6th International Network of Tropical Architecture Conference
Tropical Storms as a Setting for Adaptive Development and Architecture
University of Florida, USA December 1-3, 2017
A Review of Prefabrication Benefits for Sustainable and Resilient
Andriel Evandro Fenner
Powell Center for Construction&Environment, Rinker School of Construction Management, UF
342 Rinker Hall Gainesville FL 32611, PH (352) 273-1174; firstname.lastname@example.org
Mohamad Ahmadzade Razkenari
Powell Center for Construction&Environment, Rinker School of Construction Management, UF
342 Rinker Hall Gainesville FL 32611, PH (352) 273-1174
Powell Center for Construction&Environment, Rinker School of Construction Management, UF
342 Rinker Hall Gainesville FL 32611, PH (352) 273-1174
Charles J. Kibert
Powell Center for Construction&Environment, Rinker School of Construction Management, UF
342 Rinker Hall Gainesville FL 32611, PH (352) 273-1189
Prefabricated construction is widely known for employing construction techniques that minimize
construction time and project costs. This construction method is defined as “A factory-produced pre-
engineered building unit that is delivered to the project site and assembled as a building component.” In
addition to their construction benefits, prefabricated modules are also recognized as having superior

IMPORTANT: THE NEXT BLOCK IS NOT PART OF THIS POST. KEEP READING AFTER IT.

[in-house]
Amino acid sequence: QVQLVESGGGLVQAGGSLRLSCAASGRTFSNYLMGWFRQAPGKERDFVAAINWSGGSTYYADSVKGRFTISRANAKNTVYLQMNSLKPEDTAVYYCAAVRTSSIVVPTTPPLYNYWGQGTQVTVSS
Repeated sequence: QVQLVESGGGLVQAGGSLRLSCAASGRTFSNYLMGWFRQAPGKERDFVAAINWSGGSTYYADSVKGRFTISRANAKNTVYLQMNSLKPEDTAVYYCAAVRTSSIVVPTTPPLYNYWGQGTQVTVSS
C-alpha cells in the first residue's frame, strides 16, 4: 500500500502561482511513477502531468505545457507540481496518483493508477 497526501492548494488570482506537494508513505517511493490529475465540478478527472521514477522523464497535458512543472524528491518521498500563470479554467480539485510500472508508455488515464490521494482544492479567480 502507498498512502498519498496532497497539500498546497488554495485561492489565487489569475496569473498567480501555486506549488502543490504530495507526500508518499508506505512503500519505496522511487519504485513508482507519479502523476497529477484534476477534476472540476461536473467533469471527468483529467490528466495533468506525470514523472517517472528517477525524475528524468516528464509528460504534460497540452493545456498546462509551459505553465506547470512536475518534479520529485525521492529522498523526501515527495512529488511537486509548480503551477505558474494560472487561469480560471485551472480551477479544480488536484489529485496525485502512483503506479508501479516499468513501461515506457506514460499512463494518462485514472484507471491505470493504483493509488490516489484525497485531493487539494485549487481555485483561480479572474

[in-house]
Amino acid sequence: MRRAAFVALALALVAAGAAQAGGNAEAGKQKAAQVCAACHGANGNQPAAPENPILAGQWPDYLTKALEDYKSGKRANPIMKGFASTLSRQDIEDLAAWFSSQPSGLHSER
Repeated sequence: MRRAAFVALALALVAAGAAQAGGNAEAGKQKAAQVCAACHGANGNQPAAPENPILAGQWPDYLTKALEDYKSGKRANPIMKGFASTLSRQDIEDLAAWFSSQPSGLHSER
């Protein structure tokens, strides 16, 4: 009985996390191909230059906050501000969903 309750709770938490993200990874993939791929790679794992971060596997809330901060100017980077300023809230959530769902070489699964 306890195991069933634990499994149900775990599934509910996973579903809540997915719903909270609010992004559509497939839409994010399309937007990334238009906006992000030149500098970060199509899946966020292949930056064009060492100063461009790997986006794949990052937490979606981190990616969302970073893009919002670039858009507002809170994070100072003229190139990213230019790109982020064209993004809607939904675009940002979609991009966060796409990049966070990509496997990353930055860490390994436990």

environmental and social benefits. In times of climate change and intensified natural disasters,
prefabrication has emerged as an alternative method of construction and an example of resilient design. In
the past few years, the use of prefabricated homes has increased substantially along coastal areas
devastated by hurricanes or tropical storms. Owners and construction companies have found that
prefabricated construction allows the rebuilding of homes affordably, efficiently, and quickly. In addition,
new prefabricated units can be as wind- or earthquake-resistant as site-built buildings, minimizing the
effects of strong climate events. With that in mind, the main goal of this paper is to review resilient
prefabricated construction practices and analyze their role in the development of a sustainable and
resilient built environment. Based on the analysis, prefabricated construction techniques will be shown to
offer an affordable and durable alternative for replacing damaged buildings more rapidly while providing
environmental benefits, improving community resilience, and incentivizing innovation.
Keywords: modular construction; sustainable practices; coastal resilience; adaptability to climate change
The unknown and unpredictable consequences of natural disasters have stimulated academia, the public sector,
and stakeholders to find ways to adjust and succeed under the rapidly changing circumstances we are facing today.
As noted by the Intergovernmental Panel on Climate Change (IPCC) 1 report, natural events such as typhoons and
hurricanes will become more frequent and more severe in the following years. Sea Level Rise (SLR) is one of the
most evident effects of the gradual climate change process. The impacts of SLR on the vulnerable built and natural